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Old 11-23-2017, 08:08 AM   #3
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There are plenty of places in FL when you can buy acreage for $3K an acre. It's jungle, but can be cleared.

I am gong to snow-bird for a while.
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Old 11-23-2017, 08:22 AM   #4
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We live in a 55+ community on the border in south Texas which mostly caters to the "Winter Texan" community. By November things are hopping here, and get quiet by the end of April. We enjoy both periods.

We do not participate much in the community activities - that's not why we built here (location was the deciding factor). But I do enjoy seeing folks out, active, obviously enjoying themselves. It's inspiring as most folks are older than us. And we do know many, many folks which is nice. And many folks know us and our habits - "oh, those are the butterfly experts". I do participate in the community Facebook group letting people know about certain nearby (outside of the community) happenings they might be interested in, or letting them know what's happening nature wise.

Snowbirds are a filtered group because the less active or ill ones aren't going to be willing to change locations twice a year, and the active ines come for the nice winter weather and are going to be out doing stuff.

I love the lack of commuter traffic and the nearby yard maintenance noises confined to one half day a week.

Location was our first consideration, followed by yard maintenance taken care of by the HOA, and the community had great native landscaping. The houses are close, but we bought a lot with enough room for a great butterfly garden in the back. DH wishes he had more space, but then he'd be taking care of it!

No one leaves garages open here - at least not at night. Unfortunately we have "international visitors" occasionally crossing the community in the dark of night.

Oh yeah - around here if you're not in an HOA community things can look pretty rough. We have areas that look like old Mexico. There are sections with huge mansions next to a dumps surrounded by a chain link fence.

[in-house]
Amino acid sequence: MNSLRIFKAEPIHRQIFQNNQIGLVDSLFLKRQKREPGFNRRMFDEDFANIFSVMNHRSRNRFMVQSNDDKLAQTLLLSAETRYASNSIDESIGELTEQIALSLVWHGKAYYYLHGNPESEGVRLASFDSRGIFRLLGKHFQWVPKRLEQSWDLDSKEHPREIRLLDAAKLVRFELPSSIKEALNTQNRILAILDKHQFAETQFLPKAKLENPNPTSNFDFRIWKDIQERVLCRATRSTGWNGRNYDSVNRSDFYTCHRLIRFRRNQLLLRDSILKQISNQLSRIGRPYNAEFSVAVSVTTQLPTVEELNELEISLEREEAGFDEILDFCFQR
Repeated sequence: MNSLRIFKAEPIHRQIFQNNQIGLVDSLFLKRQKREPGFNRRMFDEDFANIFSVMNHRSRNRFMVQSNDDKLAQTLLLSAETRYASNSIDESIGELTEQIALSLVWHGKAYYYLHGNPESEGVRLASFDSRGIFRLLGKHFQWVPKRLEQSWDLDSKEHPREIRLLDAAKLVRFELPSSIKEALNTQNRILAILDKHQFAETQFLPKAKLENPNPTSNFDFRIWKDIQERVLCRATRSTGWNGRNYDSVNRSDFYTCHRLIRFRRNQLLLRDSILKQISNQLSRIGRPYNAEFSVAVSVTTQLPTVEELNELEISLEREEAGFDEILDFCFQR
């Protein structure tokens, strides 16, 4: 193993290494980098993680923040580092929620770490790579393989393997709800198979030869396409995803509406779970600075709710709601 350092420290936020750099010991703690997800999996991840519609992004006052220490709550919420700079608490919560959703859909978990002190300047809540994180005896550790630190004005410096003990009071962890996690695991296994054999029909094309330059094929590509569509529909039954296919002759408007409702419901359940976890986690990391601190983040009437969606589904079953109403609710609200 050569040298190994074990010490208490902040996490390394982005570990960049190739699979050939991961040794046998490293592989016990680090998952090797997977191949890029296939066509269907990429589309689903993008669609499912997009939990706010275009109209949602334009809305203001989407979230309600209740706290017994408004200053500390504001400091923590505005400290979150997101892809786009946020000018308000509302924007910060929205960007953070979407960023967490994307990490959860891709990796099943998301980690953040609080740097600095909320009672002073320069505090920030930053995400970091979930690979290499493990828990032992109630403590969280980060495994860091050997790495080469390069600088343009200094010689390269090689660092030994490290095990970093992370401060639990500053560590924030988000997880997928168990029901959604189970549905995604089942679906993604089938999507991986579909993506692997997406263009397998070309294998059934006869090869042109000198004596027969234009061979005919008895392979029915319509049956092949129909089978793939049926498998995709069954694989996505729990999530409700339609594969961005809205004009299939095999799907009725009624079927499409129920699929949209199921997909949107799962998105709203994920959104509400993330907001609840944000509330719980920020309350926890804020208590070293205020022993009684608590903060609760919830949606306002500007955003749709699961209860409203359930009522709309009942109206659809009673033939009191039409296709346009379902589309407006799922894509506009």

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Old 11-23-2017, 08:22 AM   #5
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We live in a Gated community in NE Florida. All homes in our development are pretty much custom, although some are "loosely" based on similar models. They vary from 1700sqft to over 6000sqft, so a good variety. Most are Mediterranean style, we like that. There are a lot of unique ones too. They are not all the same styles or the same colors. We have 600 homes in our Development. I lived in gated communities in SoCAL too and honestly for all their issues (Namely Demi god like attitude of the board, which a lot of folk completely ignore) I much prefer them. We live in the only private golf course community in the general area and they do keep the place looking nice and up to date. I think I will always live in a Gated community.

I especially like the fact that Billy Bob cannot put his old sofa and sad unpainted truck up on axel stands in front of his half built Algerian Ruin in our neighborhood.

You can just go a few miles across the bridge and down the mainland if you like that. It is Florida after all.

If the OP would not mind sharing the general area he described that would be nice. such as nearest big town, closest Costco, Hospitals, that kind of thing.
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Old 11-23-2017, 08:24 AM   #6
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....A rock farmhouse on 5 Acres in western PA or more south with a tractor, pickup, greenhouse and quad with snow birding for a few months each year or the the Florida Matrix?...
My answer: Yes... an loving it!

Ours is a little different... a lakeside home on 0.7 acres in Vermont with a lawn tractor, pickup, gardens, jet-ski, pontoon boat, sailboats, with snowbirding for 6 months in our Florida condo.

I really like condo living... if we want to go away we turn off the lights, turn off the water, close and lock the door and walk away.
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Old 11-23-2017, 08:31 AM   #7
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Both states skip taxes on retirement income. Florida doesn't tax other income, either. I think that is probably the main reason retired people move there. The job market tends to be up and down, and they don't need to find jobs.

Unless you live on a coast, or stay indoors all day with the a/c on, Florida's climate can be pretty hard to take, 7 months a year.